Geoghegan said there was also a washout adjacent to a bridge on Allenwood-Lakewood Road. He said Monmouth County’s response to that location was “extremely quick.”

The homes of “several residents in Ramtown suffered significant flood damage. We had DPW drop several containers/dumpsters in a development so residents could discard drywall” and other damaged property, he said.

Nicastro commended all of the first responders, the police department, the Office of Emergency Management, Director of Community Development Jim Herrman and Geoghegan for their actions during the emergency.

“The response was impeccable and very quick,” Nicastro said.

He said Gov. Phil Murphy’s decision to declare a state of emergency was instrumental.

“It was good the governor did that, it really does help (being) able to get some resources into Howell and hopefully some future money.

“Right now we are going through the damage assessment process. We told all the residents to document, document, document (the damages). That is critical.

“Again, I just want to extend a job well done to everybody. It came quick and it came fierce and nobody expected that. I think in two hours we had over 7 inches of rain,” Nicastro said.

Howell K-8 School District administrators are having discussions about bus route implications and are working on alternatives to mitigate the impact of the detours, said Ron Sanasac, the assistant superintendent for business administration/board secretary.

On Aug. 16, U.S. Congressman Chris Smith (R-NJ) surveyed the flood damage in Howell and met with local officials, residents and law enforcement personnel, and was briefed on the extent of flood damage in Monmouth County after record rainfalls in the area, according to a press release.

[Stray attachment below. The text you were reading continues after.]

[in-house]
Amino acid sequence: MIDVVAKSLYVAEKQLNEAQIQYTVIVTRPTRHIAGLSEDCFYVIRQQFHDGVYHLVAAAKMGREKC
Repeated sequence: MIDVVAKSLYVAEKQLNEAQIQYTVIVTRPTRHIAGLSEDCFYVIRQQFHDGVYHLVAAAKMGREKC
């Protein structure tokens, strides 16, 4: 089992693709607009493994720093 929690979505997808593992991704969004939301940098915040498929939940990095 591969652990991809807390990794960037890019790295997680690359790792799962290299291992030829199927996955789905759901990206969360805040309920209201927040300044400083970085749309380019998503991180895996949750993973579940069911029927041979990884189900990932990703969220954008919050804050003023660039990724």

“The recent flooding has created a disaster for residents in Monmouth and Ocean counties, plain and simple,” Smith said. “I saw roads and bridges washed out, that may take weeks to repair, and met with homeowners who have suffered nightmarish damage to their properties.

“This flooding requires all hands on deck to help victims recover and I look forward to Gov. Murphy requesting federal disaster assistance so these residents can receive the aid they need right now,” Smith said.

“I am ready to work with our state officials and our entire congressional delegation in support of the anticipated request and to ensure the federal government provides needed and appropriate assistance,” the congressman said.

Among the damage Smith inspected was a damaged bridge on Ramtown-Greenville Road and damaged residences on Pine Needle Street.

Smith met with homeowners and their neighbors, and promised to work to ensure that local disaster victims who are without flood insurance coverage because their homes are not in flood zones are included in FEMA’s Individual Assistance Program, according to the press release.

County officials informed Smith the initial flooding cost to Monmouth County’s infrastructure was $665,000 and that 14 county bridges had been damaged, but by Aug. 16 all but three bridges had been repaired and reopened, according to the press release from Smith’s office.